After a nuclear weapon is detonated a radioactive dust cloud forms which is commonly known as fallout. This cloud can rise up to forty thousand feet into the atmosphere, and depending on wind patterns, can travel very quickly. For instance fallout originating in the Marshall Islands took a week to travel to San Francisco, four thousand miles away. Eventually fallout travels across the entire planet, and by 1962 it was estimated that every person on Earth was exposed to radiation. Fallout has three emissions of radiation, alpha particles, beta particles, and gamma radiations. Alpha and Beta particles are the most destructive but are quickly absorbed through air, and they do not often affect humans. But Gamma radiations are deposited on the ground, and therefore are more likely to enter the human system. Effects of gamma radiation last a life time. In the first six months, the majority of deaths occur, and survivors experience radiation sickness. During these months survivors experience itching, nausea, headaches, and hair loss. The next phase of a survivor is the time between these early months and their death. Women are greatly affected by exposure to radiation, and many have reproductive problems, resulting in miscarriages, and deformities. The lasting effects take form in genetic mutation, which will continue to affect future generations. Another deposit from fallout is Iodine-131, or I-131. I-131 is radioiodine that is consumed by grazing animals. When an animal, specifically a cow, ingests I-131 it eventually secretes into its milk. I-131 remains in the milk and is eventually ingested by humans. Once consumed the thyroid gland absorbs the toxin. The thyroid gland is located in the throat, and uses iodine to function. I-131 then accumulates in the thyroid, and eventually decays there, causing damage to the gland. Because the milk supply is contaminated, I-131 can eventually effect a very large population depending on the distribution of the milk.[5]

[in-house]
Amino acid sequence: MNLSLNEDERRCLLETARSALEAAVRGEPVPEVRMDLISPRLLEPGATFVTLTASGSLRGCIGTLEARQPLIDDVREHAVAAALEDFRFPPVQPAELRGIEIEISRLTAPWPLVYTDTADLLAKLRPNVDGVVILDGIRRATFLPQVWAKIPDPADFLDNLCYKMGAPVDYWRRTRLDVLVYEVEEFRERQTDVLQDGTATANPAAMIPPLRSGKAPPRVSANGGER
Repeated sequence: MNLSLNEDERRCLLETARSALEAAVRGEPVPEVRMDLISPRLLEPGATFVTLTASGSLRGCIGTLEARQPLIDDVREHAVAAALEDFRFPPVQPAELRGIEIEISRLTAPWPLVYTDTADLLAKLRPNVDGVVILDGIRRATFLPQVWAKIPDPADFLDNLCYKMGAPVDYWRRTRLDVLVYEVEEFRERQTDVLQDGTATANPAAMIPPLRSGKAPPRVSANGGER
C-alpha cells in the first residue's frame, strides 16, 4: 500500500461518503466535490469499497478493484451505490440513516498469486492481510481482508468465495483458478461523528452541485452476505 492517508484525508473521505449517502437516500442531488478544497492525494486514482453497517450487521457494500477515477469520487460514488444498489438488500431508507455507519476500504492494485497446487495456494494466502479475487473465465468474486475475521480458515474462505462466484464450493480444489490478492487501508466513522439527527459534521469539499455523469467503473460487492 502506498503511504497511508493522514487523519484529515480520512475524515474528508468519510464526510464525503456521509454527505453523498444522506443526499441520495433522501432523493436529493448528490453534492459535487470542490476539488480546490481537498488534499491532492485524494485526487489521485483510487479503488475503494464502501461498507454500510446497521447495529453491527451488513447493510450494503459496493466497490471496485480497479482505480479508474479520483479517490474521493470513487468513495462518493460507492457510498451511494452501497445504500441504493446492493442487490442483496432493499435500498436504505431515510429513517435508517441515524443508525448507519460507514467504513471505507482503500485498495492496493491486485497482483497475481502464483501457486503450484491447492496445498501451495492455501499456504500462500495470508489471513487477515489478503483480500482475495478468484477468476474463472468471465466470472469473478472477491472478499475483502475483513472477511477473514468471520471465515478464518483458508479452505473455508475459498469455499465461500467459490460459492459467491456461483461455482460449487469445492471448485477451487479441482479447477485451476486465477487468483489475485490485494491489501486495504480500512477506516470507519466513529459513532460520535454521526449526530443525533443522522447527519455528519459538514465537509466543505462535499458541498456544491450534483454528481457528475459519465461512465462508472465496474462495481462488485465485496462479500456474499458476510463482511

St. George is a small town in Southern Utah located a little over a hundred miles east of the Nevada Test Site. The residents were excited about being able to witness the mushroom clouds, and their concerns subsided when the AEC told them that they should not fear the fallout. On May 19th 1953 the government detonated a weapon named Dirty Harry, and an unexpected wind pattern caused the fallout to hit St. George. Some of the citizens were directly hit with radiation, and immediately felt the nausea and headaches caused by exposure to gamma radiation, but the worst was yet to come. The fallout cloud deposited radioiodine on the ground, and it entered the food chain, it was only a matter of time before humans were ingesting I-131. Dirty Harry received media attention, and some people began to ask questions. One student wrote a letter to a local editorial page questioning the AEC and their failure to inform the public. But the local government ignored this student, and waited for the AEC to respond to the Dirty Harry incident. Some citizens demanded compensation for their losses, the Bulloch brothers were sheepherders who were caught in the fallout of Dirty Harry while on the range with their sheep. As the brothers made their way back to Utah they noticed their ship were losing hair, and white blisters were forming on their backs. The ewes were giving premature birth to deformed lamb. Once the brothers returned home their sheep began to die, sometimes as many as fifty a day. Eventually the Bullochs decided to sue the government. Unfortunately the AEC produced evidence that claimed the sheep did not die from radiation, but from cold weather. Because the Bullochs could not produce evidence to refute this claim the judge ruled in favor of the AEC. [6]